Stylosanthes biflora

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Stylosanthes biflora
Styloanthes biflora PHFP B 2015-05-18 KMR.jpg
Photo taken by Michelle M. Smith
Scientific classification
Kingdom: Plantae
Division: Magnoliophyta – Flowering plants
Class: Magnoliopsida – Dicotyledons
Order: Fabales
Family: Fabaceae ⁄ Leguminosae
Genus: Stylosanthes
Species: S. biflora
Binomial name
Stylosanthes biflora
(L.) Britton, Sterns & Poggenb.
STYL BIFL dist.jpg
Natural range of Stylosanthes biflora from USDA NRCS Plants Database.

Common name: Sidebeak pencilflower

Taxonomic notes

Synonyms: Stylosanthes biflora var. biflora; S. biflora var. hispidissima (Michaux) Pollard & Ball; S. riparia Kearney; S. riparia var. riparia; S. riparia var. setifera Fernald

Description

"Prostrate to erect, perennial herb, stems few to many, 1-5 dm long, glabrate to bristly-hirsute. Leaves pinnately 3-foliolate; leaflets elliptic to oblanceolate, 1.5-4 cm long, entire, estipellate; stipules striate, finely pubescent to bristly hirsute, subulate, (0.4) 1-1.5 cm long, aristately tipped. Hypanthium pedicel-like, glabrous, 3-4 mm long. Calyx glabrous, tube short, campanulate above the filiform hypanthium, upper 2 lobes united, obtuse, 1.2-1.8 mm long, the 2 lateral lobes oblong, obtuse, ca. 1 mm long, the lowermost lobe acute, ca. 2 mm long; petals orange-yellow to whitish, standard 5-9 mm long; stamens 10, monadelphous, anthers alternating between oblong and subglobose. Legume short-pubescent, obliquely ovate, 3-5 mm long, sessile, reticulate, usually only the upper segment maturing, the lower pedicel-like." [1]

Distribution

Ecology

It is a legume. [2]

Habitat

Occurs in frequently burned pinelands such as longleaf pine and scrub oak ridges. [3] Also occurs in pine, oak, hickory woods. [3] Also occurs in human disturbed areas such as roadsides and right-of-ways, in clearings, fallow fields, and in pastures. [3] Associated species include Phlox floridana, Stillingia sylvatica, Asimina longiflolia var. spathulata, Lactuca graminifolia, Stylosanthes biflora, Erigeron strigosa, Baptisia lanceloata, Hedyotis crassifolia, Tercauloon undulatum, Asclepias humistrata, Quercus hemisphaerica, Pinus palustris, Panicum, Andropogon. [3]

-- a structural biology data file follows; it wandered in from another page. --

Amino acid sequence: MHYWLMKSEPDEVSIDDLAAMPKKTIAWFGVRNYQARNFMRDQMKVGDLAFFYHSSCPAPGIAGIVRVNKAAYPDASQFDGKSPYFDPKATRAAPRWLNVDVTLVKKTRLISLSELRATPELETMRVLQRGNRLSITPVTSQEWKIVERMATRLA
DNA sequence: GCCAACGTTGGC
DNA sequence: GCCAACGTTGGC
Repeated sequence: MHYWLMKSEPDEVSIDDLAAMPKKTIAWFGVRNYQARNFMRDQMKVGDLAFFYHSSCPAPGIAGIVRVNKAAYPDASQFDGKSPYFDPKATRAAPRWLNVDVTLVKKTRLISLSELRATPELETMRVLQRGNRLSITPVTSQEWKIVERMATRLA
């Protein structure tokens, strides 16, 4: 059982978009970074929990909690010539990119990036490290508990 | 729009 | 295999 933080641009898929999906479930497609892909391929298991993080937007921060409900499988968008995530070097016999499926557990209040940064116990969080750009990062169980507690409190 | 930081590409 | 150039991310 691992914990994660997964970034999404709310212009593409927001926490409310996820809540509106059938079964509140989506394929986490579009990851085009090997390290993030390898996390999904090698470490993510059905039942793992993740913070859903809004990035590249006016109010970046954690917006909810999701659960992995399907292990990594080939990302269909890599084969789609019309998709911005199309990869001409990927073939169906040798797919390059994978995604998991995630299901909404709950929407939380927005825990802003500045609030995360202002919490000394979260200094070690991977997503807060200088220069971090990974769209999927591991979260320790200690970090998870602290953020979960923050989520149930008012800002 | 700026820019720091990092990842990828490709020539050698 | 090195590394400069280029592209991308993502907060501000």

It can live in xeric areas.[4] It can survive in disturbed areas.[5] In Baker County, Georgia at Jones Ecological Research Center with native groundcover managed with frequent fire.[6] [7] It is common in longleaf pine communities.[4] Hainds and his team found that S. biflora occurred in 92.3% of the plots.[8] Longleaf pine flatwoods that are mesic, fire-maintained savannas or sparse woodlands with nutrient-poor soils. [9] Longleaf pine stands that originated from seed in Rapides Parish, Louisiana that have fine sandy loam soils.[10] In Buettner Xeric Limestone Prairies in Monroe County, Illinois they have outcrops along streams and river where a prescribed burn was conducted in the nearby woody area in 2010.[11]

Phenology